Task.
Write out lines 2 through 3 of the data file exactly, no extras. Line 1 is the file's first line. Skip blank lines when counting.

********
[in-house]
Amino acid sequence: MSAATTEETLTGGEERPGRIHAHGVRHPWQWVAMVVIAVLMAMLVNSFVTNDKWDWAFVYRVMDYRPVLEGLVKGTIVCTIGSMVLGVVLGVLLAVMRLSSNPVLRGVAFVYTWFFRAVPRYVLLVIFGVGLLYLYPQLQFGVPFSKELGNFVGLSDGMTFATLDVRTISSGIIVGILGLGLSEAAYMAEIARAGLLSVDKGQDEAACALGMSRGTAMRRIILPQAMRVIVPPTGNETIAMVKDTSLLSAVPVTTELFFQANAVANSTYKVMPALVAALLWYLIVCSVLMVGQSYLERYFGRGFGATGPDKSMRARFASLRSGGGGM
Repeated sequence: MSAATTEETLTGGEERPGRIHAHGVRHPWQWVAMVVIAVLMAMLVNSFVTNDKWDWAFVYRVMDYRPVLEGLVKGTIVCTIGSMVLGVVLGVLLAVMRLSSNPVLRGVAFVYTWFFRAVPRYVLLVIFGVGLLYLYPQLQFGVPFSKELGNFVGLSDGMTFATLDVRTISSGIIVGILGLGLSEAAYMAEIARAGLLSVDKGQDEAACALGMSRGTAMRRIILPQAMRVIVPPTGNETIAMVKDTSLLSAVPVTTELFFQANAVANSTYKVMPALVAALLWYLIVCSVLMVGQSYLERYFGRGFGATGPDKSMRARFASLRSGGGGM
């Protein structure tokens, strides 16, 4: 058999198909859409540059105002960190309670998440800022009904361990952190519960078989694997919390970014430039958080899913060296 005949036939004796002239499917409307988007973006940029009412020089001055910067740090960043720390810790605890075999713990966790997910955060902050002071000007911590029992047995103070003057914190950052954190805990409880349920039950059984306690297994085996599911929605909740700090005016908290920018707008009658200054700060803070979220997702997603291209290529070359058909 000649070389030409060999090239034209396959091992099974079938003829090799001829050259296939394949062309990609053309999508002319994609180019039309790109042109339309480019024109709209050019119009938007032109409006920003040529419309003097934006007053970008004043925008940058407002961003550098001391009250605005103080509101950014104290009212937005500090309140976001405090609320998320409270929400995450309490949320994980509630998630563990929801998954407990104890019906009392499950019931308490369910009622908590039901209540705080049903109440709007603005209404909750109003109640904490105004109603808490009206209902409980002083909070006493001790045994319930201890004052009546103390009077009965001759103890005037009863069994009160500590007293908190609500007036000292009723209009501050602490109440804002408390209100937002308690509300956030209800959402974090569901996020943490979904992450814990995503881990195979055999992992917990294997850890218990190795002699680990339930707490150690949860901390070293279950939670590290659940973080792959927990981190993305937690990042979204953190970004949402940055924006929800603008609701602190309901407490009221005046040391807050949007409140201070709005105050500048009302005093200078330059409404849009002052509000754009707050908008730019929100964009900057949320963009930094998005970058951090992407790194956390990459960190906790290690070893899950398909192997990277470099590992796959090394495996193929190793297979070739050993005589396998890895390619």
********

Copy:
Amino acid sequence: MSAATTEETLTGGEERPGRIHAHGVRHPWQWVAMVVIAVLMAMLVNSFVTNDKWDWAFVYRVMDYRPVLEGLVKGTIVCTIGSMVLGVVLGVLLAVMRLSSNPVLRGVAFVYTWFFRAVPRYVLLVIFGVGLLYLYPQLQFGVPFSKELGNFVGLSDGMTFATLDVRTISSGIIVGILGLGLSEAAYMAEIARAGLLSVDKGQDEAACALGMSRGTAMRRIILPQAMRVIVPPTGNETIAMVKDTSLLSAVPVTTELFFQANAVANSTYKVMPALVAALLWYLIVCSVLMVGQSYLERYFGRGFGATGPDKSMRARFASLRSGGGGM
Repeated sequence: MSAATTEETLTGGEERPGRIHAHGVRHPWQWVAMVVIAVLMAMLVNSFVTNDKWDWAFVYRVMDYRPVLEGLVKGTIVCTIGSMVLGVVLGVLLAVMRLSSNPVLRGVAFVYTWFFRAVPRYVLLVIFGVGLLYLYPQLQFGVPFSKELGNFVGLSDGMTFATLDVRTISSGIIVGILGLGLSEAAYMAEIARAGLLSVDKGQDEAACALGMSRGTAMRRIILPQAMRVIVPPTGNETIAMVKDTSLLSAVPVTTELFFQANAVANSTYKVMPALVAALLWYLIVCSVLMVGQSYLERYFGRGFGATGPDKSMRARFASLRSGGGGM